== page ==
I had to really think on it to come up with a possible reason to make this movie. It’s not like it’s trying to bring awareness to a problem people don’t know about, and I don’t think it’s trying to preach about euthanasia. I decided eventually that maybe it’s about dying with dignity, that people have the right to pass away at home and not some dreary hospice, and that even then maybe it’s wrong to let your loved ones continue to hang on when they don’t want to. But I don’t know, man. Even if that’s what it’s about, it feels to me like Haneke’s also trying to rub our nose in shit. Hey, you there. If you’re lucky enough not to bite it before your time you’re probly gonna have to wait until after your time. You’ll have hell to pay when you get old. And hey, how ’bout a sample? Why not experience some of that pain now? What else do you have to do this afternoon? Nothing of value, knowing you.
Isn’t it kind of like a cancer movie that doesn’t really have a plot, doesn’t have an attempt to overcome adversity or to value precious life or say goodbyes… just a person slowly, horribly dying, while their loved ones stand by helplessly? I think it’s pretty much that.
Haneke’s FUCK YOU style of filmmaking begins with the cynical opening smash cut from the discovery of decomposing bodies to the title, LOVE, and ends with the music-less end credits. He could have easily used any of the classical piano pieces mentioned throughout the movie, but he chose silence because fuck you, American dogs. You do not deserve the comfort of music. Sit there or leave like cowards. You sicken me.
The opening scene, at the concert, has an uncomfortably long shot of the audience sitting and waiting for the show to start. There must be 100 faces on screen and they’re all very clear because of the digital photography. These people are situated to watch something, they seem completely unaware of you watching them, and it makes you feel very self-conscious. I don’t know what the point is, but I think that’s how he wants us to feel. Don’t be comfortable. The movie is watching you back.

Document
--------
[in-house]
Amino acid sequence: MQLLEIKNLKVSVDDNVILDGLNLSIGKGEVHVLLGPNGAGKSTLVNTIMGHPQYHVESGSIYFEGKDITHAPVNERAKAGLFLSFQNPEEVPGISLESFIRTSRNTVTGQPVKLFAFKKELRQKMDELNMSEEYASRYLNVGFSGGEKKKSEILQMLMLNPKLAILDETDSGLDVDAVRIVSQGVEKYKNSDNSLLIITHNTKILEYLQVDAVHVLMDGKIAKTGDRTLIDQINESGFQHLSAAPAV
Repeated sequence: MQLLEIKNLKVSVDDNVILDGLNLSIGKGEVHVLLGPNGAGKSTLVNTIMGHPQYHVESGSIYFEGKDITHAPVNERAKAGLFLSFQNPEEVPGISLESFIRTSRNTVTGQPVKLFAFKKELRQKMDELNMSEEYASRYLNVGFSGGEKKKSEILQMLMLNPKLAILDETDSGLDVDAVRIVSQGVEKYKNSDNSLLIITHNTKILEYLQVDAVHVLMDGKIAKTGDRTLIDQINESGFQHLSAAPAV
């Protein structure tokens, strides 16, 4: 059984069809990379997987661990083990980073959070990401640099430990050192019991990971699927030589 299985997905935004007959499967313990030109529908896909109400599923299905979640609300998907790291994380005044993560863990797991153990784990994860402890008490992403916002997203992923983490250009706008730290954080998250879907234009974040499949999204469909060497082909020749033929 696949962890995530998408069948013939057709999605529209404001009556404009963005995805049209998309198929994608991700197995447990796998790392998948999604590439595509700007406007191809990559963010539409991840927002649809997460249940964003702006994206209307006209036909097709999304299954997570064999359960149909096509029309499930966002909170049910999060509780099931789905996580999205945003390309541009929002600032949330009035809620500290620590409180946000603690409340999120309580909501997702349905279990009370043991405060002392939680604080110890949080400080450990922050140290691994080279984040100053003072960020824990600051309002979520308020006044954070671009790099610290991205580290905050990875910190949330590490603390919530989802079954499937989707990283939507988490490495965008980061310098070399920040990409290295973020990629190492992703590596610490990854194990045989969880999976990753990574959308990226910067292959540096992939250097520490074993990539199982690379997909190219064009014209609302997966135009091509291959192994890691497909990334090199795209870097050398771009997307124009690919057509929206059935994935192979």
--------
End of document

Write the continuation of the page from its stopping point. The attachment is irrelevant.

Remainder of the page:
Other than that opening I believe the entire thing takes place inside their apartment, and is photographed in long, static shots with no artifice. It’s the right choice for the movie but it’s another joke on the audience that the cinematographer is Darius Khondji (CITY OF LOST CHILDREN, SEVEN, EVITA). It’s like hiring a great chef to pour you a bowl of cereal. Cereal is the right choice ’cause you’re gonna be late for work otherwise, but come on, why’d you hire the chef? You gotta be fucking with us, right?
Alot of times when actors or directors get alot of acclaim then Hollywood tries to snatch them up for a comic book movie. So I’m thinking Riva for Wonder Woman and Haneke for Spider-man 3. He would be so outraged if they asked him, I would love it.
In conclusion, when the moon hits your eye like a big pizza pie, that’s most definitely not AMOUR.
VERN has been reviewing movies since 1999 and is the author of the books SEAGALOGY: A STUDY OF THE ASS-KICKING FILMS OF STEVEN SEAGAL, YIPPEE KI-YAY MOVIEGOER!: WRITINGS ON BRUCE WILLIS, BADASS CINEMA AND OTHER IMPORTANT TOPICS and NIKETOWN: A NOVEL. His horror-action novel WORM ON A HOOK will arrive later this year.